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An Eye-Opening Experience

I know that, as a Westerner, I have different ingrained cultural norms, concepts of polite behavior, and ideas about what is socially acceptable than many Koreans.  During my year here, I have tried to remember that I am a guest in someone else’s culture, and that I should respect their ideas and practices.  Ric and I try to be culturally mindful and polite whenever possible.

But I’m about to throw all that out the window and have a good ol’ fashioned American freakout here for a minute.   You’ve been warned.

The Year of No New Clothes

On July 7, I came back to Busan after a week in the States, glad to see Ric again and ready to kick off our last year here in Korea.

If there’s one thing our first year here has taught us, it’s that our home in the States has too much stuff.  This might sound unusual coming from two people who currently have all their belongings divided between less than 100 square feet here in Korea and a small storage shed in the States, but it’s completely accurate.  Like most Americans, we have too much stuff.  

I am certainly more guilty than Ric, whose wandering spirit has imbued in him the natural urge to travel light.  I, on the other hand, put down roots.  I collect stuff–photos, books, programs, ticket stubs, keepsakes.  I stockpile things that I never actually get around to using–bath salts, fabric, craft supplies, things I swear I’ll find a use for one day.  

Summer Time

bikeandbridge1Summer has truly arrived and the air is thick with small birds, dragonflies and the high sawing call of locusts.  The students complain about the heat and I get cold in air conditioning.  It has been some time since I last wrote. Although not overtly ‘new’ anymore, the surprises this culture offers are even more enjoyable. Like the water fountain that sporadically spurts rhythmic jets to the tune of ‘Oh Micky you’re so fine’ and takeaway shops delivering to anywhere along the tree-covered riverside.

Sports Day

Half my lessons were cancelled last week so that the students could practice for Sports Day on Friday. A couple of students from each class would come to me, half an hour before their lesson was due to start, for permission to continue skipping practice instead. I’d pretend to think about it and then say ‘Ohhh, alright then’.  Their faces would light up, they’d thank me ardently before leaving, and I’d return to drinking tea and reading my book.  What can I say?  I choose to use my power for the good of all.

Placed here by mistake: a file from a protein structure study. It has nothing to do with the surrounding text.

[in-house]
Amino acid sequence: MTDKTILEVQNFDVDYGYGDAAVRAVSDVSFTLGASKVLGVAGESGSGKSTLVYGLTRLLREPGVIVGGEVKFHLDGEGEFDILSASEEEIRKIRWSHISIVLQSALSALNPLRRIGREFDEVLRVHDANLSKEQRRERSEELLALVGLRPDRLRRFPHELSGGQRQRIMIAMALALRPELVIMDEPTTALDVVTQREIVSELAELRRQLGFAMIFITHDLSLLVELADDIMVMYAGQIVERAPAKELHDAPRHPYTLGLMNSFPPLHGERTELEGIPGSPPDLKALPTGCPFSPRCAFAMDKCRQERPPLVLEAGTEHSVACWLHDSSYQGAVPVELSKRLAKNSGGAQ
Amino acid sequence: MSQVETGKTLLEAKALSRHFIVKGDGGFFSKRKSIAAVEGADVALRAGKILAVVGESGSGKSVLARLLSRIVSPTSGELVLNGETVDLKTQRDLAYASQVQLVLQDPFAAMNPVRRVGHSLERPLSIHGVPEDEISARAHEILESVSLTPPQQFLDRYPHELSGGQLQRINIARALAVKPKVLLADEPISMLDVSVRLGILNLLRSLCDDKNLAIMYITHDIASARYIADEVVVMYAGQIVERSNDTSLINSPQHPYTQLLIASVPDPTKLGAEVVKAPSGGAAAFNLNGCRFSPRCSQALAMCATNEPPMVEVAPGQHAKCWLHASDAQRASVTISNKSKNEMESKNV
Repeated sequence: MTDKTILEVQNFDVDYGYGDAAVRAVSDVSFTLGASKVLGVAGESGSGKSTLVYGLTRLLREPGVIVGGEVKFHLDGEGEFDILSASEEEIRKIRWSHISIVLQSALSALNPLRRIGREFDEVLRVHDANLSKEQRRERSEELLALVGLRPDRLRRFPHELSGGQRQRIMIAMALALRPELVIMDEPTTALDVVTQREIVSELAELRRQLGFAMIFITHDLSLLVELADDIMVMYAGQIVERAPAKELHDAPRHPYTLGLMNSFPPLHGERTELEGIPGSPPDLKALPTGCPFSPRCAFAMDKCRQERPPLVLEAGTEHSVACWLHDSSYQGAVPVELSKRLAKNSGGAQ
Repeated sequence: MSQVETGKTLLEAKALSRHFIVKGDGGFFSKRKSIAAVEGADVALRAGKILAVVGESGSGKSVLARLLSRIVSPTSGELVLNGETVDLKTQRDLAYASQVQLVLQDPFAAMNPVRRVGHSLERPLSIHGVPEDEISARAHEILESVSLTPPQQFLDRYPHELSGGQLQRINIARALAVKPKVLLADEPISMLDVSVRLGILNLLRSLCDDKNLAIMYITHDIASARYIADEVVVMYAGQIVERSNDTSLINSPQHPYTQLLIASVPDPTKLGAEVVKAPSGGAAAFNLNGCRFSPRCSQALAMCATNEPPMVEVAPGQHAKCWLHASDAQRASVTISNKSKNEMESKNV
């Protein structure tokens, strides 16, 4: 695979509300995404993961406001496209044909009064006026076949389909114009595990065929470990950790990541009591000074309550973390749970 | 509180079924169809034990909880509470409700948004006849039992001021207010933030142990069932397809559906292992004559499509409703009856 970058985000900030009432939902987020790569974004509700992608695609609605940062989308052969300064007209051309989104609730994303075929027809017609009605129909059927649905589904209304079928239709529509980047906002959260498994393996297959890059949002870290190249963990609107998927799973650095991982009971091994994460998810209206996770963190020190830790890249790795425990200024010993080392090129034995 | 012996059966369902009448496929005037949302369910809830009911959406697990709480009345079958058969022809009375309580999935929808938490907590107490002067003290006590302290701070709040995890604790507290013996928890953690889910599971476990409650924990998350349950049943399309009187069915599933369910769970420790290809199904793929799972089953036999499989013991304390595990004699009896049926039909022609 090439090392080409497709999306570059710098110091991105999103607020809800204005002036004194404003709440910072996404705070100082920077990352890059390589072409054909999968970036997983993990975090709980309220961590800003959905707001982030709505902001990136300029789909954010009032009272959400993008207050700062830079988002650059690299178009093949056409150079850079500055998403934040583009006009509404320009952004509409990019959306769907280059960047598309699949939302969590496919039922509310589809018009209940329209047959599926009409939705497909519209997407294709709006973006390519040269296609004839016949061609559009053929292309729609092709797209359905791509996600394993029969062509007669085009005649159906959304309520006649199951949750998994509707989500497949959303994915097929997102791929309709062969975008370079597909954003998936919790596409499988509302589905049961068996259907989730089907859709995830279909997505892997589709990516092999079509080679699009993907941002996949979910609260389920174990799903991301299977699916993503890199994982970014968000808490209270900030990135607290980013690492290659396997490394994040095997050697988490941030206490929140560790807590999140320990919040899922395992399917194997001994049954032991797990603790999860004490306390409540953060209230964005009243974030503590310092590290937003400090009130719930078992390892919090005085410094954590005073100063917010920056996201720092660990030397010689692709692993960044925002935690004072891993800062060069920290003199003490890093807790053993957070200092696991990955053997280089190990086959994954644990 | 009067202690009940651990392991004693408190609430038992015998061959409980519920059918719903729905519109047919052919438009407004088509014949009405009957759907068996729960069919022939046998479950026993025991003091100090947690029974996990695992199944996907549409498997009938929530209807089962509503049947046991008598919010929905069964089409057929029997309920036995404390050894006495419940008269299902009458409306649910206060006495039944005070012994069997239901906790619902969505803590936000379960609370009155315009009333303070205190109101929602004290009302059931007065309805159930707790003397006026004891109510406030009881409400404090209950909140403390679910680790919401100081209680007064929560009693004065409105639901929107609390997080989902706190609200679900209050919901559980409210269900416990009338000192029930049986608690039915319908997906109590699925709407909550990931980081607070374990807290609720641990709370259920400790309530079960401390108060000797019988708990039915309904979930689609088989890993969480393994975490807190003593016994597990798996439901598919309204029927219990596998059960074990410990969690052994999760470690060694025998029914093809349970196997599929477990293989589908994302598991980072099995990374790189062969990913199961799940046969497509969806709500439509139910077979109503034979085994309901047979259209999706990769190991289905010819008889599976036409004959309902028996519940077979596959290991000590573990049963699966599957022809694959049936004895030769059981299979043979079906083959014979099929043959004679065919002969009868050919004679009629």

That situation lasted for a few days until I received a text from the captain of class 3:5, saying that I was to join their team for some sporting activities.  This scheme was initiated by my co-teacher who has taken it upon himself to offer me as many experiences of school life as possible. So it was that I swopped my teacher shoes for trainers, marked my book and went to learn dodge ball and a stick-jumping race.

This Is The Saddest Picture I’ve Ever Seen

Widow of slain civil rights activist Medger Evers

This is a photograph of the son of Medger Evers, a civil rights activist who was assassinated fifty years ago in Mississippi, which I discovered yesterday here.

The inevitable incompetence of being me.

I have received a few e-mails of late, for which of course many thanks, which indicated that we are all struggling to do better.

Let me call it “The Inevitable Incompetence of being Me”.

Anyone starting their own business will soon hit a wall, a wall where lack of experience, of knowledge, of the law, can have a detrimental effect on the progress of the business.  You might have a great idea, but it is impossible to take care of everything.  You might call it “critical mass”.  Critical mass is a situation where you have enough people doing something that things start working on their own.  Being alone (somewhat…), the amount of skill you bring to the product will always be limited.  Being able to extend your critical mass might make things go more fluent, but you have to pass the hardship first.

I guess to cross that wall makes the difference between success or not.

Last weekend I learned how to meditate!

Last weekend I learned how to meditate! RT @aclipse: Culture in Korea: Time For A Templestay!

Weekend Bingeing

Over the weekend I finally let myself go out and enjoy the bounty of summer. Being cooped up indoors ruthlessly studying did little for my positive outlook and even less for my backside. So I enlisted the help of some good friends to assist in all the eating and drinking I’d missed. This meant I finally tried the raved about vegan sushi roll from Sushi Berry.

Sushi Berry Vegan 2

Colours, Colours, Colours! A Good Vibes Post for My First Two Weeks Back in Ireland.

I’ve been back in Ireland for approximately two weeks. I promise that during this post I will not mention the weather too much. All I can say is that it has been unseasonal.


When we return to Ireland we spend most of time in my parents home and my old stomping ground, Beechdale in Dunboyne. At the best of times it’s a fairly ordinary housing estate on the outskirts of Dublin, albeit in County Meath. We also managed to get down to Kerry for a few days, to show the visitors around (the visitors being Herself’s oul pair who are over here with us).

Well, we’ve been doing plenty of touristing around here (yes there are some things worth doing) and also down in Kerry. It has been a good few weeks.

Some thoughts and a recap of last weeken

Some thoughts and a recap of last weekend’s wedding! RT @aclipse: Spring’s Last Hurrah: A Wedding Day in Korea

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